90% of what we make is crap, as has been long noted, but the increased volume and increasingly sophisticated filters mean that the good stuff can be plucked from the crap without subjecting the average viewer to the average quality work. (This is also the answer to Freddie’s question as to what will replace the old model, which is “This. You’re living in the replacement of the old model.”)

 

And the massively increased denominator of available work means the numerator of cultural spending is spread much more thinly. A handful of stars still do well — some, who produce physical objects or live performances, are doing better than ever — but the pool of people who can share our work for no money, or make a little on the side, has increased so vastly that there is no comparison between the pool of people showing their work in public in the 1970s vs. now.

 

It is a category error to assume that there has always been some moderately-sized group of creators who are talented but not destined for stardom, and in the old days those people did OK while today they are immiserated.

 

Many of the people lamenting not being able to make a living from their work today would not have been able to under the old system either, but they imagine that they would have been among that system’s rare winners, rather than being part of the far larger group who was dissuaded from their dreams of being paid to create without ever having even been able to show their work in public.

 

There has never been a normal way in the US to be a self-supporting creator. The consolation prize today is that does not mean also not getting some of the public attention creators typically crave. The economic side-effect of the widely increased scope for that attention is the economic effects you are wondering about.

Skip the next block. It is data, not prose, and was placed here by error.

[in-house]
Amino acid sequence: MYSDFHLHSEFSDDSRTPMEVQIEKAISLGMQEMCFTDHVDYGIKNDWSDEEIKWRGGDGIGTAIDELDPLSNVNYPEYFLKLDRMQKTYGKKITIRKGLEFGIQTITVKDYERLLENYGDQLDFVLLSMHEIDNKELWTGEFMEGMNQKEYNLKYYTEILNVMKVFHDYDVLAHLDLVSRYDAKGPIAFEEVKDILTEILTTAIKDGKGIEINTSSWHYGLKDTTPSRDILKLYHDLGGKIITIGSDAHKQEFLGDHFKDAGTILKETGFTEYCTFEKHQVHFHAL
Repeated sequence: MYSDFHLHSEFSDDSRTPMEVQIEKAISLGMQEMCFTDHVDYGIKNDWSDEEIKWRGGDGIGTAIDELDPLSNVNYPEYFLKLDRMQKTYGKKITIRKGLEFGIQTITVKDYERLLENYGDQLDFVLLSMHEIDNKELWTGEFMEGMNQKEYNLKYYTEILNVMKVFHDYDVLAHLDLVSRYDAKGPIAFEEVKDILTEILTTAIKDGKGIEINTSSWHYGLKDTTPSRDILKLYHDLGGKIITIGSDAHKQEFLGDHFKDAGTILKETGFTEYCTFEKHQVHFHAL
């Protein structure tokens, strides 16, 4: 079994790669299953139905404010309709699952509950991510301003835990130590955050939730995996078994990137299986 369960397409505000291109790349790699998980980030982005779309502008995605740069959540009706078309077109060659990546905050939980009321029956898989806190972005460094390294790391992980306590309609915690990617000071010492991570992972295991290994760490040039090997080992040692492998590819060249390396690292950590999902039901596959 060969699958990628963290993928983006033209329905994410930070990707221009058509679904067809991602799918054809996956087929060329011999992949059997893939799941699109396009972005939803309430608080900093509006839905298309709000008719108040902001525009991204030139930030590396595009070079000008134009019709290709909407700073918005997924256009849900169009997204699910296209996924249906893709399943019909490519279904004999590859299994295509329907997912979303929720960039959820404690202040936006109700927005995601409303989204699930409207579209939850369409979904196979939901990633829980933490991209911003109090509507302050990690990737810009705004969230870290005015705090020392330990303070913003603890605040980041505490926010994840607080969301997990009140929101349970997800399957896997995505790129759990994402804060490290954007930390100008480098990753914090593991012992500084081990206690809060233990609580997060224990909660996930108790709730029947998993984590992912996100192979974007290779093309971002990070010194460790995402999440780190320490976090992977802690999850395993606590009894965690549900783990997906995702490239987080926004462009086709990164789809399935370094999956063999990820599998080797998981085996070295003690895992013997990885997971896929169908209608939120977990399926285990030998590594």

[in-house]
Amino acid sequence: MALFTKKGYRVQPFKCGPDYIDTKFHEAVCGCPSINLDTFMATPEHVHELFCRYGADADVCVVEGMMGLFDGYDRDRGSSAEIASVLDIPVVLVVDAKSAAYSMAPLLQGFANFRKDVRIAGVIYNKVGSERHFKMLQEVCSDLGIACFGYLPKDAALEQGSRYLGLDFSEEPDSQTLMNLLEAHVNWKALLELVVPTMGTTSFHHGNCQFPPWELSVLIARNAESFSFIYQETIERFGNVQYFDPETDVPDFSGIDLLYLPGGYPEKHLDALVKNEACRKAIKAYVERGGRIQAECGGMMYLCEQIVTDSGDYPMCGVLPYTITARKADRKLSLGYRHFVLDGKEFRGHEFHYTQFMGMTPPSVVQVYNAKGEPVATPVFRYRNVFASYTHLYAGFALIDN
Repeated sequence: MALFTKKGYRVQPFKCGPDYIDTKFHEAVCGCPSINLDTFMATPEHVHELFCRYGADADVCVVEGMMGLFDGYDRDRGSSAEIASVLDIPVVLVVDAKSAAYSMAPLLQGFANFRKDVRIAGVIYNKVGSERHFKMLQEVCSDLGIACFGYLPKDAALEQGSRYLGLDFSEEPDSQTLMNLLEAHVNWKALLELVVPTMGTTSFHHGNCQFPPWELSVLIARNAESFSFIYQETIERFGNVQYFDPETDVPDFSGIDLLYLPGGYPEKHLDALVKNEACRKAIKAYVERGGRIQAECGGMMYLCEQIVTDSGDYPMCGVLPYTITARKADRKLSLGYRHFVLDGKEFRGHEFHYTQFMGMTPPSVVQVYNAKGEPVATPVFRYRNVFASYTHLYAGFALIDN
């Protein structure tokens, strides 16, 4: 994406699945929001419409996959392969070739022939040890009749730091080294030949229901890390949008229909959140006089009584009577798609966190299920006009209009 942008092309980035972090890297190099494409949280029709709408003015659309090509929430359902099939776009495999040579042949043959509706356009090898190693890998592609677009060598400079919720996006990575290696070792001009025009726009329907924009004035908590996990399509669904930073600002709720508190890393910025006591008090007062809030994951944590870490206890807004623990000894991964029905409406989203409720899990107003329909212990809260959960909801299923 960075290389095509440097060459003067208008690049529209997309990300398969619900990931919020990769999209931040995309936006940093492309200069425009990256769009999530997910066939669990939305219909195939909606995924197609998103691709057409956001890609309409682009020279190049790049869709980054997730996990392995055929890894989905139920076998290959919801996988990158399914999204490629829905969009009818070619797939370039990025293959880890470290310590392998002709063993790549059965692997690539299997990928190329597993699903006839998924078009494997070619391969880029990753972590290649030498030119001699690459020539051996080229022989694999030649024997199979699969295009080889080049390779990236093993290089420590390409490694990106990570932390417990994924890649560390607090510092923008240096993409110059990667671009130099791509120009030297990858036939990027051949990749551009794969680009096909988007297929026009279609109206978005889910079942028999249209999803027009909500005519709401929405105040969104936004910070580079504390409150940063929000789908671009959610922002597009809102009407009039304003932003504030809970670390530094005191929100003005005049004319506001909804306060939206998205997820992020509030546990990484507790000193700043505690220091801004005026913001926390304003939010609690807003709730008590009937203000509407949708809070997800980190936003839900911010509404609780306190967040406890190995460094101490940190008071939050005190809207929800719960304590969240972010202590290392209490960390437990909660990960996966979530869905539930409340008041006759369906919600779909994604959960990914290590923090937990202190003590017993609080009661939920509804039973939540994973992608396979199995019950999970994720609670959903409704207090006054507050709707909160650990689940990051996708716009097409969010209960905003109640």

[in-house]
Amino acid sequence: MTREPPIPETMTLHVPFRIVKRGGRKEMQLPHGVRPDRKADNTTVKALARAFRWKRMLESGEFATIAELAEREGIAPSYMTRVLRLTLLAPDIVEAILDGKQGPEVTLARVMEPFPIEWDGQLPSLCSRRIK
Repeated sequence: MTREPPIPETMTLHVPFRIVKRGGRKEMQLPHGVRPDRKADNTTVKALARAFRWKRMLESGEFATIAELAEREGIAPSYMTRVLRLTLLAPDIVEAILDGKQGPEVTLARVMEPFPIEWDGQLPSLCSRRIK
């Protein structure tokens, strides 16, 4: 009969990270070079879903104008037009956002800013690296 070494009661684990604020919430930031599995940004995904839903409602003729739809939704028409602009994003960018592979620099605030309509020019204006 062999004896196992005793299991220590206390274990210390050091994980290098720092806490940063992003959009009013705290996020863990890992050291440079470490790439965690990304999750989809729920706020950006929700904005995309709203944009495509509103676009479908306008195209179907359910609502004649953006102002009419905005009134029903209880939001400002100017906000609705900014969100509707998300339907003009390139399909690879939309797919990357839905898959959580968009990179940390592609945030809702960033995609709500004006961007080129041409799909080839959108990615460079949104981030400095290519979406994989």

*http://www.shirky.com/writings/fame_vs_fortune.html

 

By the way, if you liked that, check out his later comment in the same discussion.  More Shirky, please!  (Commenters bobmcmanus and Trader Joe apparently agree.)

Books in a jail cell.At QCO we make a point of calling things by their right names, and of encouraging others to do so.  For example, we always talk about “copyright restrictions“, instead of using the pro-monopoly propaganda word “copyright protection”.  Try it yourself: if you consistently substitute restrict for protect, and restriction for protection, when talking about copyright, it will always work grammatically and it will be more accurate.

The information monopoly industries would much prefer us to talk about “protection”, of course, by which they mean protection of their business model.  But most of us don’t say “pre-owned car” just because used car dealers would rather we said that instead of “used car”, and we can use the same principle of calling things what they are when it comes to copyright.

However, most media outlets (not to mention even other copyright reformers and abolitionists, sadly) still usually take the path of least resistance and continue using the term “protection”.  This may be partly because it lends an air of legalistic authority: lawyers almost always call it “protection”, not just for copyrights but also in the unfortunately consonant phrase “patent protection” and in the conceptually incoherent “intellectual property protection”.

That’s why I nearly jumped out of my airplane seat when I opened the New York Times this Friday, April 25th, and saw Farhad Manjoo‘s article “The Cloud Roots for Aereo, but People Need Better“.  It was the first time I’d seen anyone in a major mainstream media publication use the term “copyright restrictions” where most journalists would have said “copyright protections”.  Here’s the exact excerpt, starting from the beginning of the article:

“The best way to think about Aereo, the company at the center of this week’s Supreme Court battle over the future of computing, is as as an example of legal performance art.  Aero is based entirely on a legalistic leap of faith: If it’s legal to set up an antenna and record a TV show at your own house, which it is, shouldn’t it also be legal to rent an antenna and server space at a big data center, and then stream the show over the Internet to your computer, tablet or set-top box?